**DISCLAIMER: I am in no way, shape or form formally trained in legal matters. I am entirely self taught. The following information is not legally binding. If you need advice or help with the problems covered in this post, or others, your best recourse is to seek legal council with an accredited practitioner**
**NOTE: This is very much a work in progress, I'll update it with the information that I think will be the utilized first, and then fill out the rest across the next couple of days. Pardon the Dust**
Recently I've seen the question asked about the proper way to cite another blogger, and how if it was alright to replicate an entire blog post.
In an attempt to answer these questions you'll end up butting up against copyright. Copyright is an every increasingly complicated subject that is constantly being refined to our ever changing world. Below is the general outline of what I'm going to be covering. While I'd recommend you read all of it (I have spent a lot of time trying to write this up for you guys) I've made the sections easy to jump to, so you can get straight to the point that interests you.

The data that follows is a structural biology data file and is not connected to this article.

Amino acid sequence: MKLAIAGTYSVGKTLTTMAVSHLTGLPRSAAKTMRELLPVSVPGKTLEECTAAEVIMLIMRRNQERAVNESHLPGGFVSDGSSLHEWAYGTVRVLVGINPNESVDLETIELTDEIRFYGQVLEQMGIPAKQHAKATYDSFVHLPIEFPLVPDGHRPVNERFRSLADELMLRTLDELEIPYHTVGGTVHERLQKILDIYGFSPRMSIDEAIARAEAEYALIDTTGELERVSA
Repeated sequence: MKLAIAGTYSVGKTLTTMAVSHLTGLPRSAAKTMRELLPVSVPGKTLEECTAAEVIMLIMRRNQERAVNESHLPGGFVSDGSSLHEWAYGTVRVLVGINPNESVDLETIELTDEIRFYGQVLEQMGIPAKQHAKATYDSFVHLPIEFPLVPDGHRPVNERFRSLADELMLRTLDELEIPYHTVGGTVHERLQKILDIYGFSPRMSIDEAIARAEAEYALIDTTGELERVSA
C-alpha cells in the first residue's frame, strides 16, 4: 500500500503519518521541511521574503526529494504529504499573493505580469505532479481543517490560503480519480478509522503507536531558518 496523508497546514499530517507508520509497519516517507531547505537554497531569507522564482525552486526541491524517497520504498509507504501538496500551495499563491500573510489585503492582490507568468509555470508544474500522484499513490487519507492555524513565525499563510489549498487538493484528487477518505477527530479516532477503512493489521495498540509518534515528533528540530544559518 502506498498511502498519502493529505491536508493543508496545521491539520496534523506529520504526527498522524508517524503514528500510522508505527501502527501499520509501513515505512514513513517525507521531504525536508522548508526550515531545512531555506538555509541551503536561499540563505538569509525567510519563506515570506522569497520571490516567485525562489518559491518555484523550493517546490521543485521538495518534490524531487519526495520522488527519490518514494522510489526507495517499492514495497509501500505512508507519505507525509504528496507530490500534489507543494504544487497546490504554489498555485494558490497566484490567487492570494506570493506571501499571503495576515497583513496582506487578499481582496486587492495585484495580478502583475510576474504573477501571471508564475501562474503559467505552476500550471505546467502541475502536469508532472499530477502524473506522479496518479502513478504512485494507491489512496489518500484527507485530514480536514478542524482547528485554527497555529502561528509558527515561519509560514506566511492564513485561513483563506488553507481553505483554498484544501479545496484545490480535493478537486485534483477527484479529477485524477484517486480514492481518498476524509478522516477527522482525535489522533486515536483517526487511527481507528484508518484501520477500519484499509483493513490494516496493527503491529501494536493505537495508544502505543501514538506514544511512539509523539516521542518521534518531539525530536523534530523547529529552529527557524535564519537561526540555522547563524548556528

(N.B.: I'm going to be focusing on US law, as that is what I'm familiar with, and as most blog hosting services are located in the US, they are also affected by US law.)
I have relied heavily on Circular 92, which can be found here
, and the information provided by the Creative Commons
1.0) What is Copyright?
4) Additional resources
1) What is Copyright?
First and foremost US Copyright Law is set out in Title 17 of the United States Code. Congress was granted the right to create this code due to Article I, Section 8 of the United States Constitution, which reads:
Article I, Section 8 as quoted in Circular 92 wrote:
The Congress shall have Power … To promote the Progress of Science and useful Arts, by securing for limited Tımes to Authors and Inventors the exclusive Right to their respective Writings and Discoveries.
Now that we've covered where copyright comes from, lets look at how it applies to you, a blogger.